Updated: Aug 10
The banded sea krait, also known as Laticauda colubrina, are amphibious sea snakes that are commonly found in eastern Indian and western Pacific oceans. The term amphibious means “suited to live both on land or in the ocean.” Banded sea kraits spend most of their time in shallow waters from coral reefs to hunt. However, like most amphibious sea creatures such as sea turtles or crocodiles, banded sea kraits must come ashore to nest. Sometimes they are found on beaches but are most often found near rocky areas to shelter their eggs. Although every human knows snakes are very dangerous reptiles, the banded sea kraits are not aggressive towards humans meaning they won't attack unless they are provoked so watch your step when exploring the eastern Indian and western Pacific oceans.
Banded sea kraits have a long cylindrical body, and similar to many snakes, they have a flattened head and tail. Since banded sea kraits are amphibious they have unique paddle-like tails that help them move around in the ocean and on land. Furthermore, banded sea kraits got their name from the black and white bands along their body. These bands extend from the neck area to the tip of their tail. In addition, if you look carefully you can see banded sea kraits have yellow lips, hence their nickname yellow-lipped sea kraits. Adult males can reach around 75 cm (30 in), while females are significantly larger than males, reaching 128 cm (50 in) in length.
Habitat and Behavior
Banded sea kraits are commonly found both on land and in the ocean. Due to their amphibious nature, they do not inhabit the open sea since they would have trouble finding land to rest and hunt. Hence why they don’t travel like orcas or sea turtles. Instead, they tend to stay in one place and cluster around small islands near coral reefs. Like most snakes around the world, they can hide and fit in small spaces allowing the banded sea kraits to move their slender body through corals. Furthermore, banded sea kraits are nocturnal creatures allowing them to attack in the shadows. This makes banded sea kraits perfectly adapted to hunt eels since eels have a hard time seeing in the dark. They also tend to prey on regular small fish and crabs. Banded sea kraits don’t have many predators besides sharks, sea birds, bony fish, and hunters.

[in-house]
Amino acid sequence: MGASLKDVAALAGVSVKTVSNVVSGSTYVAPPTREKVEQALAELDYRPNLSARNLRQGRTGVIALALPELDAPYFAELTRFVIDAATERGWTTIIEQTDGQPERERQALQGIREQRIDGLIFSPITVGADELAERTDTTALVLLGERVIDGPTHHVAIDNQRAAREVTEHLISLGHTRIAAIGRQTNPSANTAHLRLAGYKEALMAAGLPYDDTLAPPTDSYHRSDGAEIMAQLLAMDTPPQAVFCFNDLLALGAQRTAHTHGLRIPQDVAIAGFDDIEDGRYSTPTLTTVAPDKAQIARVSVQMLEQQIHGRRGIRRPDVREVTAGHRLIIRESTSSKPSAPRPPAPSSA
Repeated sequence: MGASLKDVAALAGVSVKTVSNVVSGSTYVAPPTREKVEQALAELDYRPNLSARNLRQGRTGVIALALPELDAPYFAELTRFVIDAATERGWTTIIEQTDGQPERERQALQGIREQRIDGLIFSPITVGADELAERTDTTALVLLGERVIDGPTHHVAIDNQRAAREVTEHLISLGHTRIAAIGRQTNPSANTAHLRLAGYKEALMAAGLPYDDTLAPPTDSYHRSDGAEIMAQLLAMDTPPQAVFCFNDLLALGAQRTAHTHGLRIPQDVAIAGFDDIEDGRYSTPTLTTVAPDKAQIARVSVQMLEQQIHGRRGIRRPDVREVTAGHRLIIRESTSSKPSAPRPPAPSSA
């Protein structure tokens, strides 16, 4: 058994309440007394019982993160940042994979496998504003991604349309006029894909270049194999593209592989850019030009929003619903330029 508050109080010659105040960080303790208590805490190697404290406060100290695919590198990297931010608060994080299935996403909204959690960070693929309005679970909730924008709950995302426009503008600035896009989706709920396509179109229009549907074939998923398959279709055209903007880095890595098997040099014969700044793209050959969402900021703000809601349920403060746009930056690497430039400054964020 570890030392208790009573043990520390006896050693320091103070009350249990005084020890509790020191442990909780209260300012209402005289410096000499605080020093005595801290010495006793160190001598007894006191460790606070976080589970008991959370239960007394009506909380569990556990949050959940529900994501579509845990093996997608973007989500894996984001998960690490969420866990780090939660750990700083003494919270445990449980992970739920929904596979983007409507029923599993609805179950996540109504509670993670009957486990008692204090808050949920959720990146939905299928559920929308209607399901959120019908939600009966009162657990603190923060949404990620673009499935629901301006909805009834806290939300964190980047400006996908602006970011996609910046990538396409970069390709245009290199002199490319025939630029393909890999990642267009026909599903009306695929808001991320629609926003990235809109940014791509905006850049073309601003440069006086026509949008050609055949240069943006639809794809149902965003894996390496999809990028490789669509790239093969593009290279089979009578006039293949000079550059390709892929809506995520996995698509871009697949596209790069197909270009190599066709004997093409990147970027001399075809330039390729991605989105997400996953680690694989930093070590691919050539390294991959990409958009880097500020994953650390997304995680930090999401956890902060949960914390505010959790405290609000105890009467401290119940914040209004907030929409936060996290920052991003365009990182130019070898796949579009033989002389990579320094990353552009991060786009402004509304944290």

When you hear the word snake, you immediately think about their venom. According to oceana.org, “over 60 known species of sea snakes reside in the Pacific and Indian Oceans, and unfortunately, all of them are venomous. In one bite, a banded sea krait can deliver roughly ten times the venom needed to kill an average-sized human.”
Although attacks are very rare and unlikely, when swimming you should always be aware of your surroundings and not provoke any creatures. Based on murexdive.com, banded sea kraits have one of the most lethal venoms in the ocean and are “10 times more powerful than that of a rattlesnake.” Their venom targets the victims’ nervous system, paralyzing them leading to cardiac heart failure which results in death. Luckily there aren’t many reported cases of attacks from banded sea kraits so you can rest easy when exploring coral reefs in eastern Indian and western Pacific oceans.